The truth is that these possibilities are not quite as alien to American culture as I’ve been making out. Along with the new stereotype that’s dominated the portrayal of academics in film and fiction in recent years has come, far less frequently, a different image of what a college teacher can be and mean, exactly along the lines I’ve been tracing. It is there in Julia Roberts’s character in Mona Lisa Smile, in the blind professor who teaches Cameron Diaz’s character to love poetry in In Her Shoes, and most obviously, in Tuesdays with Morrie, that gargantuan cultural phenomenon. Robin Williams offered a scholastic version in Dead Poets Society. But we seem to need to keep the idea, or at least the person who embodies it, at a safe distance. Both Mona Lisa Smile and Dead Poets Society take place in the 1950s and at single-sex schools. Cameron Diaz’s mentor and Morrie Schwartz are retired and dying. The Socratic relationship is so profoundly disturbing to our culture that it must be defused before it can be approached. Yet many thousands of kids go off to college every year hoping, at least dimly, to experience it. It has become a kind of suppressed cultural memory, a haunting imaginative possibility. In our sex-stupefied, anti-intellectual culture, the eros of souls has become the love that dares not speak its name.
    This last paragraph is particulary interesting, since Deresiewicz argues that when the popular culture does a good job representing the intimacy between professor and student--the flame that ignites the students' soul--the plot is set in the 1950s in single-sex schools. I have never noticed this before and now find myself bothered by this. I agree with Deresiewicz that this kind of intimacy exists, and that students seek it out. I have indeed encountered all sorts of students seeking out someone to open their world, their minds, and their souls to ideas. They don't always come knocking on my door, but certainly they seek out my colleagues.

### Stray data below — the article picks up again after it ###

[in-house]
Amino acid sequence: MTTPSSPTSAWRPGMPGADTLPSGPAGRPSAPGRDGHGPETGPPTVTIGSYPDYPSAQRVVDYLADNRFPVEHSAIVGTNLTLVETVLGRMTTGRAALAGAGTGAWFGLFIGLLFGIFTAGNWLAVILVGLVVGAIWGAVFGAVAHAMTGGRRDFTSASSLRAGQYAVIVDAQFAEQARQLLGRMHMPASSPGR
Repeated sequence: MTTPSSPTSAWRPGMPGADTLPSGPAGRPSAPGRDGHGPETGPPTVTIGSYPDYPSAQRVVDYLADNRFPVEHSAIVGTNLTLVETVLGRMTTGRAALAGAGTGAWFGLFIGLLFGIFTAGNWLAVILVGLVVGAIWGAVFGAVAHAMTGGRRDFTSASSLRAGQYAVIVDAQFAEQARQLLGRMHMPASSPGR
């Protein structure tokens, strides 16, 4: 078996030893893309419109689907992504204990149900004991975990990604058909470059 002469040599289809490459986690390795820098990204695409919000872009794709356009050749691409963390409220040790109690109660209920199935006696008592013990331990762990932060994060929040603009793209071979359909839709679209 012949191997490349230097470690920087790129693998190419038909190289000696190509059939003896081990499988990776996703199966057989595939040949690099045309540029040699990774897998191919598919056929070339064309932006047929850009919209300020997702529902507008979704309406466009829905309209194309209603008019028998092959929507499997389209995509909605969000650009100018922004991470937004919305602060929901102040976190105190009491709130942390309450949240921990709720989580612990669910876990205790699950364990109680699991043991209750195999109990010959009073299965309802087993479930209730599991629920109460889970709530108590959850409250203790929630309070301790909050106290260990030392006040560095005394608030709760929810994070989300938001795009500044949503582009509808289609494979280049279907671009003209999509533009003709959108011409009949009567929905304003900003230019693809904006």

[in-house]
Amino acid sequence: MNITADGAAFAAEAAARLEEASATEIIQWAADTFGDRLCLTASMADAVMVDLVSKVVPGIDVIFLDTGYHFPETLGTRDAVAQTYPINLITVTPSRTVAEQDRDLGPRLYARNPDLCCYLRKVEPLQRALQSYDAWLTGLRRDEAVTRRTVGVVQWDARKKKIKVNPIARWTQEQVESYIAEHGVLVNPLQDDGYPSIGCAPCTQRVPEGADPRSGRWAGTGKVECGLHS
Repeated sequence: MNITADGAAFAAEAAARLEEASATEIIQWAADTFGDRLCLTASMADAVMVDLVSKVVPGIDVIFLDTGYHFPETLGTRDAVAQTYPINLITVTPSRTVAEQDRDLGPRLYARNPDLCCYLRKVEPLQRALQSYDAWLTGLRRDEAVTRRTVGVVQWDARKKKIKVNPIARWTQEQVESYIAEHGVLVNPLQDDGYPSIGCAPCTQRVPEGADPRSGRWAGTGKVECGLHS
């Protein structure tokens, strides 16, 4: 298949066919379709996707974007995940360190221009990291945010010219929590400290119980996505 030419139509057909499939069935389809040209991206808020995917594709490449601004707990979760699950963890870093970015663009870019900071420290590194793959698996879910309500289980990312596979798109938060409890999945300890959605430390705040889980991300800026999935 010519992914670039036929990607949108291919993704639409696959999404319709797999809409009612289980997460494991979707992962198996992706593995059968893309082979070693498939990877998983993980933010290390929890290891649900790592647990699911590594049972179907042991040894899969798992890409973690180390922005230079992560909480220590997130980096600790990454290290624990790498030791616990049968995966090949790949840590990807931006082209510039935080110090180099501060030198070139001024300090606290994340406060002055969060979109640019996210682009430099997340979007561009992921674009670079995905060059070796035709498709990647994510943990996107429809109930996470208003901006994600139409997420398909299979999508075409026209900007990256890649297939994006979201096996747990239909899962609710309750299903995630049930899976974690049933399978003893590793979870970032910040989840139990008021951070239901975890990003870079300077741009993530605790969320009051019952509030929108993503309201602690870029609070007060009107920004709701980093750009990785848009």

And, I also agree with Derewiecisz that this kind of passionate exchange between professor and student is indeed what keeps many of us in this lousy profession. There is nothing more intoxicating or satisfying than knowing you have opened a world to a student and that you have helped inspire their passion for ideas--it is much better than money.

    However, before turning this over to you to discuss, I do have to point out that I do think that affairs between students and professors occur all the time and that they are not always the impotent grasps of washed up middle-aged male humanities professors. I have seen plenty of women scoop up their young, nubile students--men or women. I have also seen young women students seduce male faculty. And, I would say, that my favorite part of the Symposium is how lusty, how sexually hungry Alcibaides is for Socrates. Alcibaides, perhaps, represents a kind of eros that is left out of the other speeches, the profound aching for a particular lover that is only intensified when it is unrequited. This kind of sexual longing seems to grow out of the professor-student relationship as well and I don't think it is at odds with the "brain sex" model that Deresiewicz is expounding on. It can co-exist with it and then, it is up to the players involved whether they exploit it or let it simmer . . . .

    Monday, July 09, 2007

    Melancholy Monday: The Messenger